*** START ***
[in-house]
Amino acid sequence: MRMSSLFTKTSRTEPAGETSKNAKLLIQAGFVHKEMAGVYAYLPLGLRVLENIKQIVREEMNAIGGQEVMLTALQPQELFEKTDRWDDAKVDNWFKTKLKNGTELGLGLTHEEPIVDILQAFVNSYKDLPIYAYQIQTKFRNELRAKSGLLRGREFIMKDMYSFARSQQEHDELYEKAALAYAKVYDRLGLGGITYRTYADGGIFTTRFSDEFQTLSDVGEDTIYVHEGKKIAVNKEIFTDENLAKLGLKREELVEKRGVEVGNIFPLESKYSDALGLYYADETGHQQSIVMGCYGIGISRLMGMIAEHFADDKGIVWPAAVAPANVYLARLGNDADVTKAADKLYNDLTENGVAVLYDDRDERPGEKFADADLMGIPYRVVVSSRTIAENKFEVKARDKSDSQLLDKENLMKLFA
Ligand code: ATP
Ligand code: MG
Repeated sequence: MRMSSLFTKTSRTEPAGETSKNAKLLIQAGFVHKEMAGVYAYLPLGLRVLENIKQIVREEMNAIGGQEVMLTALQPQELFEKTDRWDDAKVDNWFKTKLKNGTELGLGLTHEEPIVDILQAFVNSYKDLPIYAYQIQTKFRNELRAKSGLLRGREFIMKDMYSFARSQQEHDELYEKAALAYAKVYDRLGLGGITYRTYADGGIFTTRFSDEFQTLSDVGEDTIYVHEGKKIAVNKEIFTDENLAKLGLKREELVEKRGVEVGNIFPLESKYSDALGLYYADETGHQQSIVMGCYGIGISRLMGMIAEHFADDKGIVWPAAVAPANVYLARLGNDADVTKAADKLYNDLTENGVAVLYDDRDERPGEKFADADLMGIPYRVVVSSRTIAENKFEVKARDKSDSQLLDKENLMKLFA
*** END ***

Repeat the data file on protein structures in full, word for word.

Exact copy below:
[in-house]
Amino acid sequence: MRMSSLFTKTSRTEPAGETSKNAKLLIQAGFVHKEMAGVYAYLPLGLRVLENIKQIVREEMNAIGGQEVMLTALQPQELFEKTDRWDDAKVDNWFKTKLKNGTELGLGLTHEEPIVDILQAFVNSYKDLPIYAYQIQTKFRNELRAKSGLLRGREFIMKDMYSFARSQQEHDELYEKAALAYAKVYDRLGLGGITYRTYADGGIFTTRFSDEFQTLSDVGEDTIYVHEGKKIAVNKEIFTDENLAKLGLKREELVEKRGVEVGNIFPLESKYSDALGLYYADETGHQQSIVMGCYGIGISRLMGMIAEHFADDKGIVWPAAVAPANVYLARLGNDADVTKAADKLYNDLTENGVAVLYDDRDERPGEKFADADLMGIPYRVVVSSRTIAENKFEVKARDKSDSQLLDKENLMKLFA
Ligand code: ATP
Ligand code: MG
Repeated sequence: MRMSSLFTKTSRTEPAGETSKNAKLLIQAGFVHKEMAGVYAYLPLGLRVLENIKQIVREEMNAIGGQEVMLTALQPQELFEKTDRWDDAKVDNWFKTKLKNGTELGLGLTHEEPIVDILQAFVNSYKDLPIYAYQIQTKFRNELRAKSGLLRGREFIMKDMYSFARSQQEHDELYEKAALAYAKVYDRLGLGGITYRTYADGGIFTTRFSDEFQTLSDVGEDTIYVHEGKKIAVNKEIFTDENLAKLGLKREELVEKRGVEVGNIFPLESKYSDALGLYYADETGHQQSIVMGCYGIGISRLMGMIAEHFADDKGIVWPAAVAPANVYLARLGNDADVTKAADKLYNDLTENGVAVLYDDRDERPGEKFADADLMGIPYRVVVSSRTIAENKFEVKARDKSDSQLLDKENLMKLFA